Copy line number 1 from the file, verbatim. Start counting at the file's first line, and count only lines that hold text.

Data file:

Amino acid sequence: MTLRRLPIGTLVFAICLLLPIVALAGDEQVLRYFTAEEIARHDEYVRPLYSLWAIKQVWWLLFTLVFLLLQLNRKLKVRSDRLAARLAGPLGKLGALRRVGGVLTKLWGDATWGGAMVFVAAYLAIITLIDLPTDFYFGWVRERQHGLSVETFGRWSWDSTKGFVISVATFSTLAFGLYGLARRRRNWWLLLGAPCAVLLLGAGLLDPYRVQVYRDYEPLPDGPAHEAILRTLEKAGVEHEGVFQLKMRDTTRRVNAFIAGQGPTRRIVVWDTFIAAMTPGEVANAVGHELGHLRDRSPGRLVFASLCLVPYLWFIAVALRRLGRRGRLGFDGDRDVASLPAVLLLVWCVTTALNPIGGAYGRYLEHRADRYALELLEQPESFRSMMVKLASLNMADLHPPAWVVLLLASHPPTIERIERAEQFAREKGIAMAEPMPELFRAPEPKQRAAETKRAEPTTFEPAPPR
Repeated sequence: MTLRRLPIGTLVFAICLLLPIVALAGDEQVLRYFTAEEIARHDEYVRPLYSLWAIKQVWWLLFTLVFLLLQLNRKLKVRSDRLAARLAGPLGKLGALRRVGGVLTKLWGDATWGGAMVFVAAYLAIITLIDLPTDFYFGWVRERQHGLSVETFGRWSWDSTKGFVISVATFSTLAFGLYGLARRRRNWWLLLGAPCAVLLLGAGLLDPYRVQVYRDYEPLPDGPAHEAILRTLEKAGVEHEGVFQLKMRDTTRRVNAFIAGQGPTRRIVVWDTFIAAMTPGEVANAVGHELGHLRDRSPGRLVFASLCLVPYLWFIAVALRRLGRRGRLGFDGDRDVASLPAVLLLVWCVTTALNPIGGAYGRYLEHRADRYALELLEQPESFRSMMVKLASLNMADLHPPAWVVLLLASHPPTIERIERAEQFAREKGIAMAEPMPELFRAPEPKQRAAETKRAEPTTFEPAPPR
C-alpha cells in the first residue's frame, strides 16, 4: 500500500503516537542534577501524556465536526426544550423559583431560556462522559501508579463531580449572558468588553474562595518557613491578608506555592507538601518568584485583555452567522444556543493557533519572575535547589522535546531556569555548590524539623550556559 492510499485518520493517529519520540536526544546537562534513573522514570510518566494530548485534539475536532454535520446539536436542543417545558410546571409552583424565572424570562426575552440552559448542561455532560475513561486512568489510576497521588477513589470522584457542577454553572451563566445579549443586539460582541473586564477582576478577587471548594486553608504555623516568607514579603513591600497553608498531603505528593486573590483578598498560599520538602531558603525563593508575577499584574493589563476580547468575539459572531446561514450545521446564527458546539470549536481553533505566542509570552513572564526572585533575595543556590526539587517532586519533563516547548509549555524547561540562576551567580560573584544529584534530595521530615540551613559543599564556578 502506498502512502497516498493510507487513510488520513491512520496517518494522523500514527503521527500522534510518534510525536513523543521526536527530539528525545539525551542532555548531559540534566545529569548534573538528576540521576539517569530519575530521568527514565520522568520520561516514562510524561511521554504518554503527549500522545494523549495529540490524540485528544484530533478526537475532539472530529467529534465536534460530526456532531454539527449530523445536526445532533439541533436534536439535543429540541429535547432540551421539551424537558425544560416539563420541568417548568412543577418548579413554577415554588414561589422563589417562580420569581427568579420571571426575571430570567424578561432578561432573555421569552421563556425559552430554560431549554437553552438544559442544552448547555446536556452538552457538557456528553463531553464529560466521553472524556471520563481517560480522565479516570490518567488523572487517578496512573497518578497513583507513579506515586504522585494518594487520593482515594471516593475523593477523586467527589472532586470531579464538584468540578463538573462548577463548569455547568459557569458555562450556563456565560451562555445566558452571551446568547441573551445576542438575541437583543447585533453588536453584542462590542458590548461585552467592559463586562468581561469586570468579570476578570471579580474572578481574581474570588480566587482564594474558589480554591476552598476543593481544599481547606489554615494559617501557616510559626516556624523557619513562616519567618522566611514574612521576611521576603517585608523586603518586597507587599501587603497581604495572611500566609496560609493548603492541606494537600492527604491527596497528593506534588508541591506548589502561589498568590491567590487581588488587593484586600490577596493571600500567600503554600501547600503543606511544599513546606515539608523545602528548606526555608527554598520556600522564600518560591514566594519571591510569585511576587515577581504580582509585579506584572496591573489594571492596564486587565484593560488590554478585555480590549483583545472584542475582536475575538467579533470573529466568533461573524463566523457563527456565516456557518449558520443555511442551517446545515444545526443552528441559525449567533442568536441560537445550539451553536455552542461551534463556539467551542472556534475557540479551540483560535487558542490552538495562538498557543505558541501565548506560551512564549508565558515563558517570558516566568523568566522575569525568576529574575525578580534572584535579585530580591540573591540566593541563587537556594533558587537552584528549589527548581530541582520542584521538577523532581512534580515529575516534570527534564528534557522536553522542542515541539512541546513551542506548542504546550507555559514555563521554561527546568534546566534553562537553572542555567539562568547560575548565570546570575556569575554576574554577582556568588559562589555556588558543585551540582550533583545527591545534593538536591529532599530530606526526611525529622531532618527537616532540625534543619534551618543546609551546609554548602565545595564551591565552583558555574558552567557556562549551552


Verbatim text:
Amino acid sequence: MTLRRLPIGTLVFAICLLLPIVALAGDEQVLRYFTAEEIARHDEYVRPLYSLWAIKQVWWLLFTLVFLLLQLNRKLKVRSDRLAARLAGPLGKLGALRRVGGVLTKLWGDATWGGAMVFVAAYLAIITLIDLPTDFYFGWVRERQHGLSVETFGRWSWDSTKGFVISVATFSTLAFGLYGLARRRRNWWLLLGAPCAVLLLGAGLLDPYRVQVYRDYEPLPDGPAHEAILRTLEKAGVEHEGVFQLKMRDTTRRVNAFIAGQGPTRRIVVWDTFIAAMTPGEVANAVGHELGHLRDRSPGRLVFASLCLVPYLWFIAVALRRLGRRGRLGFDGDRDVASLPAVLLLVWCVTTALNPIGGAYGRYLEHRADRYALELLEQPESFRSMMVKLASLNMADLHPPAWVVLLLASHPPTIERIERAEQFAREKGIAMAEPMPELFRAPEPKQRAAETKRAEPTTFEPAPPR